Well, there’s the often referred to Prevent Strategy of course, with its 43 jumbled paragraphs on education that skip from maintained, to free, to faith schools. Whatever the institution, it points out, a satisfactory education must be provided, and a “broad and balanced curriculum” must be taught.

But then, after a swerve into discussing the role of the Charity Commission in monitoring independent schools, it switches to extremism as a safeguarding issue. “Protecting children from harm and promoting their welfare depends on a shared responsibility and effective joint working between different agencies,” it says.

Well, yes. But how exactly? Should teachers and governors report a child with extremist views to social services as they would if they thought that child was being abused? Which views exactly would trigger the intervention? And what if those views were shared by some of the staff?

Maybe the Association of Chief Police Officers can help. Their guidance, Prevent, Police and Schools, at least has the advantage of a bobby’s blunt clarity. “Prevent is about stopping people becoming terrorists or supporting terrorism,” it says.

But then it adds, “The purpose of Prevent in schools must be to protect children from harm,” (hold on, we’re stopping terrorists by protecting potential terrorists from themselves?) “and ensure that they are taught in a way that is consistent with the law and British values.” Ah. British values. Good luck with defining those (ACPO doesn’t try).

Good luck also with the paragraph on “resilience building teaching activities,” involving such impenetrable tasks as “making a connection through good design and a young person centred approach.” No, I’m none the wiser.

Let’s take a look then at the DfE’s “toolkit” which, like ACPO’s document is cited in the Prevent Strategy. Here, at last with curriculum advice and promoting human rights, we get a bit of practical help for schools and a hint of what the real issue is.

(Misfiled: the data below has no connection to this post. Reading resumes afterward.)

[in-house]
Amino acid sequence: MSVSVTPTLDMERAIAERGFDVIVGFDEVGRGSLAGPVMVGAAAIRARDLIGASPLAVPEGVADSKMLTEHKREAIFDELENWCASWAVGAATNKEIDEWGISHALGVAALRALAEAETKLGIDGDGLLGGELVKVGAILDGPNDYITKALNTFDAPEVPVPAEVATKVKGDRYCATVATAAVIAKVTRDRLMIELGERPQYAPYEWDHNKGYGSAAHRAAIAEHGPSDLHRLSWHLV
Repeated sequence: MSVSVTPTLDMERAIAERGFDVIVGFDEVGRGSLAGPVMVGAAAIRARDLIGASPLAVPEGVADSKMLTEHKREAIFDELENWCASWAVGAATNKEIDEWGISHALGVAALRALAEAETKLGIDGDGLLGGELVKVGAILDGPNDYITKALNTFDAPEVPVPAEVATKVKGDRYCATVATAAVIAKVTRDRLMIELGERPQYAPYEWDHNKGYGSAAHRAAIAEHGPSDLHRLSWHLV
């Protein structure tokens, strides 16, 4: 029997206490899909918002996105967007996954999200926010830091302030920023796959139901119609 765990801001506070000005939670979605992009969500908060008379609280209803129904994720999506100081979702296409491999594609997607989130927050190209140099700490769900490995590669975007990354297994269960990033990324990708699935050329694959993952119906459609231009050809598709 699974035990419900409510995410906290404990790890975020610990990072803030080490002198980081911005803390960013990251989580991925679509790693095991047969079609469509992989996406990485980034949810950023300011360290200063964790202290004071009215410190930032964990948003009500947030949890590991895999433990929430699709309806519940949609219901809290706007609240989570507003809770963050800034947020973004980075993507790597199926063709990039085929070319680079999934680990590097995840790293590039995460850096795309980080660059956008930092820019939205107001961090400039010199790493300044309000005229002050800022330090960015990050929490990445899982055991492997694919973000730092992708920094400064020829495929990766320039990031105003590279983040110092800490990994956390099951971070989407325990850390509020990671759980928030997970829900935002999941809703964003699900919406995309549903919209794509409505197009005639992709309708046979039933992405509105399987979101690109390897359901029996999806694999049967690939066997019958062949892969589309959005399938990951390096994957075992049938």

Because none of what has happened in Birmingham is really about terrorism. Nobody is suggesting that these children are being prepared to carry out attacks.

As the Chief Constable of the West Midlands, Chris Sims said when the government appointed a former counter terrorism police officer to investigate, “It’s an issue about cohesion and the way social cohesion plays out into schools, but it certainly isn’t … an issue about counter-terrorism,”

He’s absolutely right and if we want to address social cohesion, we don’t need Prevent.  

As Ofsted itself makes clear, what we need is a healthy dose of RE.

Last October, the schools inspectorate published a highly critical report on the quality of Religious Education teaching. If taught properly, the report stated, Religious Education “plays a key role in promoting social cohesion and the virtues of respect and empathy, which are important in our diverse society”.

But Ofsted concluded that RE wasn’t up to scratch in more than half of schools. It went further, charging that “teaching often fails to challenge and extend pupils’ ability to explore fundamental questions about human life, religion and belief”.